LARGO — After Amaziah Gilbert pulled the cabbage from the ground, she wrapped it in a plastic bag for her grandmother.
"We're going to make cabbage soup," said the 10-year-old. "My grandma taught me how to do it. You take the cabbage, vinegar, pepper, salt, onions, mushrooms, bring it to a boil, and it is delicious."
It's harvest time at the Ridgecrest Community Garden, where Amaziah and 19 other students have been participating in a joint venture between Pinellas 4-H Youth Development and the Greater Ridgecrest Area Youth Development Initiative. The 150-square-foot garden took root in September, and now it's overflowing with cabbage, carrots, lettuce, collard greens, radishes, mustard greens, Swiss chard and sugar cane.
The sugar cane was Marva Perry's idea. Perry, who grew up in Ridgecrest and graduated from Largo High School in 1968, is a master gardener and owner of a horticulture design company. She was the primary designer of the garden.
"I remember when I was growing up, sugar cane was grown in back yards all over Largo. I wanted the kids here to be able to experience planting it, picking it and eating it," she said.
In the summer of 2009, Perry, along with Bebe Hobson, regional vice president of Pinellas County YoungLife, led a summer gardening project at the same site on 130th Avenue N.
Michelle Wilson is the executive director of GRAYDI, which was set up in 2006 to offer positive activities for the youth in the Ridgecrest community. "We had always wanted to do a permanent garden, and we wanted it for the entire Ridgecrest community, families, adults as well as the children who come here," Wilson said.
"After we saw the success Marva and Bebe had, we said, 'Okay, now let's do it.' "
In October, Wilson secured a $19,000 grant from the Pinellas County Juvenile Welfare Board, and she immediately contacted Jean Rogalsky, Pinellas County's 4-H representative, in hopes of adding a formal educational component.
Wilson conducted several brainstorming sessions between Perry, Rogalsky, retired master gardener and Largo resident Allen Cordell, and community volunteer Vernon Bryant, who is also the horticulture manager for Pinellas County Parks and Conservation Resources.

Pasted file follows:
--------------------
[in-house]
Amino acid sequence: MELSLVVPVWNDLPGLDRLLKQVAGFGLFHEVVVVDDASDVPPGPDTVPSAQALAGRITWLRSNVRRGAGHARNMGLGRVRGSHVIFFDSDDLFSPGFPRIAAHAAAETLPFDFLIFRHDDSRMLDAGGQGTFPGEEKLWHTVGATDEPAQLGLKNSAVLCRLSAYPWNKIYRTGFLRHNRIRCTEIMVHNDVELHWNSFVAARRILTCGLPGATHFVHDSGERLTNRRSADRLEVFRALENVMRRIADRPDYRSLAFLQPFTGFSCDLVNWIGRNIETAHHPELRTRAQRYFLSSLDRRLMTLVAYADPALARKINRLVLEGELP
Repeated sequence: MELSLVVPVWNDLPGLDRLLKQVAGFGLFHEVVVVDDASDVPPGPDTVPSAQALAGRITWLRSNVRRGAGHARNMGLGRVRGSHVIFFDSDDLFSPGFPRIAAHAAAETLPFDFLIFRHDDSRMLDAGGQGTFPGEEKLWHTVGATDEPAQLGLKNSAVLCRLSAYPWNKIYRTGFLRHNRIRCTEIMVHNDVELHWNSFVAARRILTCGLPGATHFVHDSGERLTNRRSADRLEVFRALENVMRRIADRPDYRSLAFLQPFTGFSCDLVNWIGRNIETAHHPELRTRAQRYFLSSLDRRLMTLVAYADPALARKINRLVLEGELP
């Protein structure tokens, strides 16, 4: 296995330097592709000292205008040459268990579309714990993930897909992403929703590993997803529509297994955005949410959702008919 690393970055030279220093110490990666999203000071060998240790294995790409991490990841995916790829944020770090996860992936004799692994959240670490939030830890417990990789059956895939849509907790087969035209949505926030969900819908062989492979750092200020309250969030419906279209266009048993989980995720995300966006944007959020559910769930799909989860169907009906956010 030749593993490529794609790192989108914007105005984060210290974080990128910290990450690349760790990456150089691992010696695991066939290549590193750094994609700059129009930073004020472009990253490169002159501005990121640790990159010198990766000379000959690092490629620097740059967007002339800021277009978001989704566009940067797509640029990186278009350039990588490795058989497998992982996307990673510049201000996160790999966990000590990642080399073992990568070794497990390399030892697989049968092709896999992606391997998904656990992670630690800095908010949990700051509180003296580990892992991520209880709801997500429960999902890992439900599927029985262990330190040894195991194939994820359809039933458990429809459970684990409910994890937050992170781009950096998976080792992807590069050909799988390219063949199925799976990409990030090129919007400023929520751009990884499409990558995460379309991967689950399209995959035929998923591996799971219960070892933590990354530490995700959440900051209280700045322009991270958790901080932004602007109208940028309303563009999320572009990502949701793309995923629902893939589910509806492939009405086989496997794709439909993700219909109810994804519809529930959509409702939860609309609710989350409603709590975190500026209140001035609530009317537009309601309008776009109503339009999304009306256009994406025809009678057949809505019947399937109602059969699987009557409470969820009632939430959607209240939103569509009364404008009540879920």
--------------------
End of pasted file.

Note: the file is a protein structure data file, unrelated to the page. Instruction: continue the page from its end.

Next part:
By November, the team broke ground. The garden now includes seven raised beds and a 20-foot-long pergola. Eventually, more raised beds will be added, including several that will be accessible to the disabled.
According to Bryant, gardens like the one in Ridgecrest can do wonders in strengthening the sense of community.
"Through including things like the pergola, we really tried to do something to make it clear the garden is here to stay," he said.
Twenty children, from third to eighth grade, work in the garden on Wednesdays and Fridays. They meet after school at the garden gate.
During Wednesday's session, Isaiah Bellamy, a fifth-grader from Ridgecrest Elementary, planted white potatoes.
"I knew I'd be good at gardening," he said. "But since we started, I've learned it takes listening, too. Like today I was told don't water too much. Don't put the potatoes too deep in the ground. And if I do what I'm supposed to, the potatoes will come out good like our cabbage did."
Wilson believes one of the greatest parts of the garden is that it represents Ridgecrest's heritage.
"Through the vegetables we raise in the garden, like the collard greens and the mustard greens, the kids not only eat and see the vegetables that they all know and love from their own upbringing, but it is a way for them to celebrate their neighborhood's rich culture and tradition."
Piper Castillo can be reached at email@example.com.